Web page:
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This question already has an answer here:

I am still very new to Information Security field and as far as I know, websites use hashing algorithm on user's passwords before storing it and they don't know the plain-text password of a user.

Today, I tried to change my Facebook password but I got this error,

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Even I don't remember my old password so how could facebook know what was my old password ?

marked as duplicate by user45139, RoraΖ, schroeder Oct 4 '15 at 15:33

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We do not know how exactly Facebook manages user passwords, however, we can imagine this scenario:

A new user logs into his Facebook account using the password: Password1. It is likely that, immediately, Facebook generates similar passwords such as: Passw0rd1. pAssword2, Passmord1 ...etc.

Facebook then stores their respective hashes (which are different, of course) so that if a user user types his password (after reset), the hash of the new password is compared to all these stored hashes: Facebook can tell you then if your new password is similar to the previous one or not.


EDIT:

Following @Philipp comment saying Facebook does not hash passwords, I want to share this information that I quoted from the official Facebook documentation (Keeping Passwords Secure):

We hash each password using our internal password hashing algorithm and the unique salt for that person. Since Facebook stores passwords securely as hashes, we can't simply compare a password directly to the database. We need to hash it first and compare the hashes.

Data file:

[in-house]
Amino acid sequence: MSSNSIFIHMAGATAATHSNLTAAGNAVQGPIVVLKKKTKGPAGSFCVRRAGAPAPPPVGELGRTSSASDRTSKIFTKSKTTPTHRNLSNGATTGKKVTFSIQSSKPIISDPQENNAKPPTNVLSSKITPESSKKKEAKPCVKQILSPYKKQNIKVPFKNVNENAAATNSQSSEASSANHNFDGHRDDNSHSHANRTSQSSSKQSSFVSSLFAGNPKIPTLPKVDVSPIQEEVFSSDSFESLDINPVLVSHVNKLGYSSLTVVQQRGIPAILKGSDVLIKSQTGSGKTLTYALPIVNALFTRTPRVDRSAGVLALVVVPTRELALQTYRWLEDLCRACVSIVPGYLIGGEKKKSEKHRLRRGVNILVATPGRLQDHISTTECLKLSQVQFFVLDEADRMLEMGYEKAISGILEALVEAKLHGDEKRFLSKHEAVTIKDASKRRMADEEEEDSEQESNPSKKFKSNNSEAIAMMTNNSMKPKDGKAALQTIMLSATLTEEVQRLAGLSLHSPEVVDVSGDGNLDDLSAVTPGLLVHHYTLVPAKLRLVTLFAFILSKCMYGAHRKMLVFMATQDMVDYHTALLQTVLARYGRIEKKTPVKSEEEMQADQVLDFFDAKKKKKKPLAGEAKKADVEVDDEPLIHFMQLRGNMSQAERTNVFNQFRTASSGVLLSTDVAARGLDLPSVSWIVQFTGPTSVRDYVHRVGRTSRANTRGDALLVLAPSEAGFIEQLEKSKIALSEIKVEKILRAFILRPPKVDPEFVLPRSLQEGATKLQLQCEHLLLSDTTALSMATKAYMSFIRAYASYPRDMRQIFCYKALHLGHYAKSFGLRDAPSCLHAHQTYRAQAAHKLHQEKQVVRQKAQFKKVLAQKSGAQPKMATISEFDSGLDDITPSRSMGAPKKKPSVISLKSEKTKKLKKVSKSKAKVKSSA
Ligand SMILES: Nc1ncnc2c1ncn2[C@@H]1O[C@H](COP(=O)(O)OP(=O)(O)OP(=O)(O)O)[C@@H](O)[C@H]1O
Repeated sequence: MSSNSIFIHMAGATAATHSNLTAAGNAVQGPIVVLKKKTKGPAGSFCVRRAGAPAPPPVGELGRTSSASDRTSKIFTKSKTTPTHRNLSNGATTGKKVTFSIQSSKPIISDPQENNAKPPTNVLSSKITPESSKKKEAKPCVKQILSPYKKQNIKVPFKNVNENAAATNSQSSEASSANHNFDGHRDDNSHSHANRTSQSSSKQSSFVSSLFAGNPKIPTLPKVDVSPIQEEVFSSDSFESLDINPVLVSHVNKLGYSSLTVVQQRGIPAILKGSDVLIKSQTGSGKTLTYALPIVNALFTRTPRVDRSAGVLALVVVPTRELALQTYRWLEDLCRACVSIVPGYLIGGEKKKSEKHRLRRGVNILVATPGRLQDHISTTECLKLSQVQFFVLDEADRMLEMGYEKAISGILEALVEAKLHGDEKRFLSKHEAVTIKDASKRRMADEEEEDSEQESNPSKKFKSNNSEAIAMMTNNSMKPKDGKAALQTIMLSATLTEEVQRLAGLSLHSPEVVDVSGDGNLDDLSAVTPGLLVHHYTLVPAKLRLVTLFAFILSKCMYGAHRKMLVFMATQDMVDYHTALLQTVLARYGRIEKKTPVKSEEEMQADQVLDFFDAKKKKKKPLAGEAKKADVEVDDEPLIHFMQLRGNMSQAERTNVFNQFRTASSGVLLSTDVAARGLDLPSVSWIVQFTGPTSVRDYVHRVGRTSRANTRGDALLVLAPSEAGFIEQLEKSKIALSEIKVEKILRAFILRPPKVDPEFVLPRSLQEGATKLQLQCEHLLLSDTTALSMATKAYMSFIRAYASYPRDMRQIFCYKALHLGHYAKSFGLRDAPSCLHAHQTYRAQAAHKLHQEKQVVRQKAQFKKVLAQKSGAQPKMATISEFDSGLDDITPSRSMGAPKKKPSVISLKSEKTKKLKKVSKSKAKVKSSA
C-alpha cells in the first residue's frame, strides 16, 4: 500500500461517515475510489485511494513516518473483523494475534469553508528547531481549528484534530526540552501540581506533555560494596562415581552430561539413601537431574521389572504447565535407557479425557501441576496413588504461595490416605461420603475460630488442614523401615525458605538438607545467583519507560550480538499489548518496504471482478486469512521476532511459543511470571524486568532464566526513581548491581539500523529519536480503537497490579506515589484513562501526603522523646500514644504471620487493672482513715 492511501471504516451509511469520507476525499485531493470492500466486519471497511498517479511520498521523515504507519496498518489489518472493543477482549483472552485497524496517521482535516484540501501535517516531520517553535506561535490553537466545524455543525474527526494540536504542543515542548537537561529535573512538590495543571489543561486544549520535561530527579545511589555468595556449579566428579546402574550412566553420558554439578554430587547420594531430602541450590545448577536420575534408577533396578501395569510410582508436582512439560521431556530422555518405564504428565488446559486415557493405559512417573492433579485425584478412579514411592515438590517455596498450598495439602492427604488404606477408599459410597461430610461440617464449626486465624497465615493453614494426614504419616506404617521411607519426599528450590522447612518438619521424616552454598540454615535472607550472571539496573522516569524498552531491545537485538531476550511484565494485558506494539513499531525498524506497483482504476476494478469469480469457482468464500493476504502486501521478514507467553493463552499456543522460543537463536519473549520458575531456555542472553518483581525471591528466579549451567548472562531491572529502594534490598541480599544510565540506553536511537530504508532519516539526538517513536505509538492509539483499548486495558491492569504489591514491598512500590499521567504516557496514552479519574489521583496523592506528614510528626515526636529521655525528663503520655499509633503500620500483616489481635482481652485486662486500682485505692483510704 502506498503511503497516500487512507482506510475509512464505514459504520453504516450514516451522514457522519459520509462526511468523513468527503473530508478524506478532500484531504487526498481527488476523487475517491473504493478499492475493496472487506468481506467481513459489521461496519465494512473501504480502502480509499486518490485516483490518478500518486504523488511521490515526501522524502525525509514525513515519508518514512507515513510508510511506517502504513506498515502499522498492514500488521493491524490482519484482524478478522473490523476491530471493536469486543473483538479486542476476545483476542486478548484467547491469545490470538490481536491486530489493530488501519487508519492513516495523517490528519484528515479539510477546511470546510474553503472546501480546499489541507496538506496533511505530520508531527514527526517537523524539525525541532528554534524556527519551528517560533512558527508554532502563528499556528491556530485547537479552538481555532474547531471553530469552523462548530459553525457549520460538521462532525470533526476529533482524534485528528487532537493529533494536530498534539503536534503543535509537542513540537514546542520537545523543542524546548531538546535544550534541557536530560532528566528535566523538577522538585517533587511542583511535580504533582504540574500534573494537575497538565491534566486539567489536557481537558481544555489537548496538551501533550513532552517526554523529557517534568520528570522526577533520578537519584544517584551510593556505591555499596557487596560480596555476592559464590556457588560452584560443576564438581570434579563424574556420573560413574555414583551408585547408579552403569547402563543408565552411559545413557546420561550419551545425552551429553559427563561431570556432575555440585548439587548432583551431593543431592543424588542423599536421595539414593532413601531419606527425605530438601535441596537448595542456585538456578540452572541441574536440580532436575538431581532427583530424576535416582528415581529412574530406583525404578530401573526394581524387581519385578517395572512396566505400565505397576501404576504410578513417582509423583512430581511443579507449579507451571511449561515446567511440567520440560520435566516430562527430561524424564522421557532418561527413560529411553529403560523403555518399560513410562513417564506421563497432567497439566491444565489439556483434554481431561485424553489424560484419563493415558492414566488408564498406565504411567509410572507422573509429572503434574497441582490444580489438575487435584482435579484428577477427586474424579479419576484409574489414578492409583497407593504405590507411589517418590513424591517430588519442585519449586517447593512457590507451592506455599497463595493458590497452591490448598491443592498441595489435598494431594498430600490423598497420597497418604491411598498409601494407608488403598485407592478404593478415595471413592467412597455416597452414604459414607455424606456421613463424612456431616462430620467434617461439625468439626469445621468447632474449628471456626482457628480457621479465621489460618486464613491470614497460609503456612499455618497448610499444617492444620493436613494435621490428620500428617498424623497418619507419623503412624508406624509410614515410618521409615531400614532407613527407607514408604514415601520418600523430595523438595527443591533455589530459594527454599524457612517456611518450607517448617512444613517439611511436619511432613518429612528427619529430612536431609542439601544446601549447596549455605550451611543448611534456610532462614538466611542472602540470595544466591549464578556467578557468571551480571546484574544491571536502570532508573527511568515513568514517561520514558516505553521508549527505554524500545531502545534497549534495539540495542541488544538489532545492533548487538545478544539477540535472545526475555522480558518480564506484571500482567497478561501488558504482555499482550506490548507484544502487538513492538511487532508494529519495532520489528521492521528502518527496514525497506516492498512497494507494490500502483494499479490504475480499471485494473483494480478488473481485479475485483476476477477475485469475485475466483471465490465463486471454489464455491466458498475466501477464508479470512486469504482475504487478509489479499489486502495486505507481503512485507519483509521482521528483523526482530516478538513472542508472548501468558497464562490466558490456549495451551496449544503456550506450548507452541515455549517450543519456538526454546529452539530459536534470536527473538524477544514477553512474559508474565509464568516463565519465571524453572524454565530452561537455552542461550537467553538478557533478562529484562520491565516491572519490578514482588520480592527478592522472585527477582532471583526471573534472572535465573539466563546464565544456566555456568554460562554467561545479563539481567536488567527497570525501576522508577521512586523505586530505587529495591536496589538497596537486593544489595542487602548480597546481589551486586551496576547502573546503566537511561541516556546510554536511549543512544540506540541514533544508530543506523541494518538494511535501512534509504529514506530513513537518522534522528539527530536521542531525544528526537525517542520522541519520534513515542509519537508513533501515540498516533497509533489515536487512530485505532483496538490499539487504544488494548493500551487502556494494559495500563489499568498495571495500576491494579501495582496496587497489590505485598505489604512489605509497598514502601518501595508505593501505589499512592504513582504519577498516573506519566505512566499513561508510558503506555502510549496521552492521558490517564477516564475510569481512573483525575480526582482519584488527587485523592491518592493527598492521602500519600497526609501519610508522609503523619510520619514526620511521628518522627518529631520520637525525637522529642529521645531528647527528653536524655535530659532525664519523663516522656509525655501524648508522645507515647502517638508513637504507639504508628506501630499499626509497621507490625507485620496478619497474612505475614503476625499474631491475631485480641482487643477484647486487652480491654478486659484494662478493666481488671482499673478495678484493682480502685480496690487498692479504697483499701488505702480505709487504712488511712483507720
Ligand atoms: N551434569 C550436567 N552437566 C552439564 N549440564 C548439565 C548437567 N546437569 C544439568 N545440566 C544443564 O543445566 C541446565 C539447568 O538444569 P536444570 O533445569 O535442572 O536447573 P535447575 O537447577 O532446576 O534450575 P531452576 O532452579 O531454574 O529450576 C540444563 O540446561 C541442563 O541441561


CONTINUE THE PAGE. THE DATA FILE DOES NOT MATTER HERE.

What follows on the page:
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    but as far as I remember even if we change the single character in password, the entire hash is changed...isn't that true ? – Riley Willow Oct 4 '15 at 12:34
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    @Begueradj, but isn't it a bad security practice to store multiple hashes of user's similar password in your database ? wouldn't that make cracking password easier in case if your database is compromised ? – Riley Willow Oct 4 '15 at 13:01
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    maybe Facebook does it locally! I mean when you enter your password, the HTML page on your machine replaces some letters, hashes them and send the hashes. I think you should ask someone who is professional at HTML programming :/ – Emadeddin Oct 4 '15 at 13:02
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    HTML is not programming – Riley Willow Oct 4 '15 at 13:02
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    Web programming. whatever it is ... you got the point ! – Emadeddin Oct 4 '15 at 13:03
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The technical details are given in brief but Facebook does use hashing with unique salts. The plain text passwords are hashed with undisclosed algorithm(as Facebook has not revealed it) and then prefixed or postfixed with unique salt and compare it. If it matches then the user gets the green light otherwise no. In case, of similar password, may be Facebook use pre-computed and predicted hashed passwords like replace a with @ or i with 1 or replacing alphabet/s with Upper or lower case. It's given here in brief.

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